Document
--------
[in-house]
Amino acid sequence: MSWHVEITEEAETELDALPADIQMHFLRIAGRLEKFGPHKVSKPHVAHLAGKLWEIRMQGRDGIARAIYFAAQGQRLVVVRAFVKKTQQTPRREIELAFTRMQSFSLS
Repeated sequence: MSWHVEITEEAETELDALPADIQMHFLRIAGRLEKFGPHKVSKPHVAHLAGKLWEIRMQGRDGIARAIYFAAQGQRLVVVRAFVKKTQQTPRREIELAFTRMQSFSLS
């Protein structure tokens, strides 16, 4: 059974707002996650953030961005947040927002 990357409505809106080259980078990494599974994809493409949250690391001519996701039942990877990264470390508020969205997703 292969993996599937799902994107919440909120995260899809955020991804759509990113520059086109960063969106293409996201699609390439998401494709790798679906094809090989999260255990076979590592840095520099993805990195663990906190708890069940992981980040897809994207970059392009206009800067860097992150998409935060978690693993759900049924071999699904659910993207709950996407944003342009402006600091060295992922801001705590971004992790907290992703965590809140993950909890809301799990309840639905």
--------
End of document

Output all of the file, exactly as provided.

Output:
[in-house]
Amino acid sequence: MSWHVEITEEAETELDALPADIQMHFLRIAGRLEKFGPHKVSKPHVAHLAGKLWEIRMQGRDGIARAIYFAAQGQRLVVVRAFVKKTQQTPRREIELAFTRMQSFSLS
Repeated sequence: MSWHVEITEEAETELDALPADIQMHFLRIAGRLEKFGPHKVSKPHVAHLAGKLWEIRMQGRDGIARAIYFAAQGQRLVVVRAFVKKTQQTPRREIELAFTRMQSFSLS
């Protein structure tokens, strides 16, 4: 059974707002996650953030961005947040927002 990357409505809106080259980078990494599974994809493409949250690391001519996701039942990877990264470390508020969205997703 292969993996599937799902994107919440909120995260899809955020991804759509990113520059086109960063969106293409996201699609390439998401494709790798679906094809090989999260255990076979590592840095520099993805990195663990906190708890069940992981980040897809994207970059392009206009800067860097992150998409935060978690693993759900049924071999699904659910993207709950996407944003342009402006600091060295992922801001705590971004992790907290992703965590809140993950909890809301799990309840639905």